So, I’m going to continue to work on a novel, but at this point I think it’s wise to start over with my new concept, one I have more energy around, one I feel has a better chance of success, and one that I feel can be handled better as a sidelight/hobby as opposed to an extremely involved, highly entangled knot of interwoven plots and characters.

The Quietest Dinosaur

The Quietest Dinosaur — by Dan and Sarah Fullerton

Baby trex looking hg wht


Once upon a time, in a land far, far away, lived a young dinosaur named Cornelius.  Cornelius loved to run and play with the other young dinosaurs.  He especially liked to dance in the rain and sing dinosaur songs.  But Cornelius wasn’t like the other dinosaurs.

The other dinosaurs loved to roar with loud and frightful roars.  They would have roaring contests, in which they would take turns make as loud a roar as they could manage.  But when it came time for Cornelius to roar, all he could manage was a very small, quiet, squeaky “roar.”

The other dinosaurs laughed at Cornelius.  They thought it was funny that a dinosaur had such a small and quiet roar.  But Cornelius didn’t think it was funny.  It made him sad.  He wanted to roar like the other dinosaurs, but he didn’t know how.

One day Cornelius decided to go searching for his roar.  He wandered over the mountains, through the trees, across the rivers, around the lakes, through the canyons, up the cliffs, down the ravines, and into the forests.  But no matter how hard he searched, he couldn’t find his roar.

Disheartened, Cornelius decided to give up and go home.  He turned around and walked out of the forests, up the ravines, down the cliffs, through the canyons, around the lakes, across the rivers, through the trees, and over the mountains.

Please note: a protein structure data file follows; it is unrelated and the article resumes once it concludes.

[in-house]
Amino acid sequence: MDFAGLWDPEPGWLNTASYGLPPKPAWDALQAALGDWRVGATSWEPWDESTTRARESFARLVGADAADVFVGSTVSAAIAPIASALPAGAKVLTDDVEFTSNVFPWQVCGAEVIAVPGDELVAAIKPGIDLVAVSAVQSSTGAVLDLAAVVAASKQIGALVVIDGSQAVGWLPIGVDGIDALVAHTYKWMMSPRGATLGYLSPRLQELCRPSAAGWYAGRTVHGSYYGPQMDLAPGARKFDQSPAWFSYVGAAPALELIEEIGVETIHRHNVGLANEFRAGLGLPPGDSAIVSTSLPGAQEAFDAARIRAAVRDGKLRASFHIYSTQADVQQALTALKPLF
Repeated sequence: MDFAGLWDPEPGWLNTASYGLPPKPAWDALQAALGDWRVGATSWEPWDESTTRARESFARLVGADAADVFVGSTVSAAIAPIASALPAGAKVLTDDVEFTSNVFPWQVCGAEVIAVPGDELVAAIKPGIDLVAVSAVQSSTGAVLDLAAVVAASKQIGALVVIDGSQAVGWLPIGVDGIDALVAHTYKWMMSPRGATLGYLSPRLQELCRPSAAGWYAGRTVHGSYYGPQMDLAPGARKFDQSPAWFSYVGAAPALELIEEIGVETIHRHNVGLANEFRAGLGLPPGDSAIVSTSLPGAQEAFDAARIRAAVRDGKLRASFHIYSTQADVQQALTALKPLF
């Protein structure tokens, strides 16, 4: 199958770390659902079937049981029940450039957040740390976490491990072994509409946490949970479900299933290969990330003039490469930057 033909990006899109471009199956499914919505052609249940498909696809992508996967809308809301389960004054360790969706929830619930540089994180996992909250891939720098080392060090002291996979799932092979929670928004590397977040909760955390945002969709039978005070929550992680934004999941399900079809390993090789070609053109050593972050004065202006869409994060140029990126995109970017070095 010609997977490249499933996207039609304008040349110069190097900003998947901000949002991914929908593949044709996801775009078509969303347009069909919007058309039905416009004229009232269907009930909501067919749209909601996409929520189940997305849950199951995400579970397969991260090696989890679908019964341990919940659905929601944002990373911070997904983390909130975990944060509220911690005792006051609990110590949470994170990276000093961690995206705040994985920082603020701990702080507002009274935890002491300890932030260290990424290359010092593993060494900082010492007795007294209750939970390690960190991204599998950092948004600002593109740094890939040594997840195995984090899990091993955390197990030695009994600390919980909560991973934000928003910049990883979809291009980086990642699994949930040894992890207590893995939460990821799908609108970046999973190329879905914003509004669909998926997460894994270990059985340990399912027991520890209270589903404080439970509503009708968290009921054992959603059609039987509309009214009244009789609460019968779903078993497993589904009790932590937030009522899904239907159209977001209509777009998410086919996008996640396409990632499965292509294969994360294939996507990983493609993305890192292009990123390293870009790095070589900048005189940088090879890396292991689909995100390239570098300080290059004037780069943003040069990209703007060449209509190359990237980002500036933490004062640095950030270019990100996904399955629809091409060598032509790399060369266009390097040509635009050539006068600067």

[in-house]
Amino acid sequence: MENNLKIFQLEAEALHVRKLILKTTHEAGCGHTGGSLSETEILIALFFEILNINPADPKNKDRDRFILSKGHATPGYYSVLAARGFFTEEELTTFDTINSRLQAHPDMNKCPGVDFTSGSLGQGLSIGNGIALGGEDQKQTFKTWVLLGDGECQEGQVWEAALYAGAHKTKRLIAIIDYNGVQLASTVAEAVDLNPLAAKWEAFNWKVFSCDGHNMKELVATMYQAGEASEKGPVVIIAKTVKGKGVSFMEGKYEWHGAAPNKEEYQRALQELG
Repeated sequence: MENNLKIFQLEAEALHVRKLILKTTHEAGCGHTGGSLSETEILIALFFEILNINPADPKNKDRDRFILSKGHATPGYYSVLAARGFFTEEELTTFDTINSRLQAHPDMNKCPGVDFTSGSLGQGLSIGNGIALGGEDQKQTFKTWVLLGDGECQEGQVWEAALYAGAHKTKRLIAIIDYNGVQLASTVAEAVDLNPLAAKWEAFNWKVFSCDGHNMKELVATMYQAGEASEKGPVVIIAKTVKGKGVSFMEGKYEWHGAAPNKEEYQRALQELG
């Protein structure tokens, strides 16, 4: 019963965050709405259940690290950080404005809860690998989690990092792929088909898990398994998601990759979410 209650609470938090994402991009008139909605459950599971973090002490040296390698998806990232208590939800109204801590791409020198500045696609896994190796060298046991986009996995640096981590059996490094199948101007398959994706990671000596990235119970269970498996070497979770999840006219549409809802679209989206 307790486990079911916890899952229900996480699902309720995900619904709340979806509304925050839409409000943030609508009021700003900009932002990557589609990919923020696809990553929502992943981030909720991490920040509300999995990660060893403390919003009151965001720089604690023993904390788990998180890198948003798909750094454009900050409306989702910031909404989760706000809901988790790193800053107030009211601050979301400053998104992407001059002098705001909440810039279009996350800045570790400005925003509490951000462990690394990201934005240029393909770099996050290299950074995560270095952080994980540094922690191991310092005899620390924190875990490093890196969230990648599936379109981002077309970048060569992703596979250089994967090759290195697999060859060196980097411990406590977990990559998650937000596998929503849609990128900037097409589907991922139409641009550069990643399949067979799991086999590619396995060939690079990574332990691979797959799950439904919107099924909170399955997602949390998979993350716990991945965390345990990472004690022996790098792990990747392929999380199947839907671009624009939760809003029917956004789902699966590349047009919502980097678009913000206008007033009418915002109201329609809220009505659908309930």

Just as Cornelius rounded the last bend on his way home, he tripped over a log on the ground.  He hadn’t seen the log, and he fell a long way toward the ground.  As he fell, he yelled “WHHHOOOOOAAAAAA” at the top of his lungs, afraid he would hurt his nose when he hit the ground.  Just before he hit the ground, though, he caught himself with his little dinosaur arms.  He was unhurt.

“Whew,” Cornelius sighed.  “That was a close call.”

Baby trex begging hg wht

When he got up and looked around, he saw that his dinosaur friends were standing in a circle around him.  His yell was so loud and frightful that all the other dinosaurs for miles around came to see what could make such a tremendous noise.  When the other dinosaurs saw that Cornelius had learned to roar, they cheered and congratulated him, every dinosaur making sure to shake his hand.

Cornelius was a dinosaur in a land far, far away.  He loved to dance in the rain and sing dinosaur songs.  And, Cornelius could roar a very loud and frightful dinosaur roar.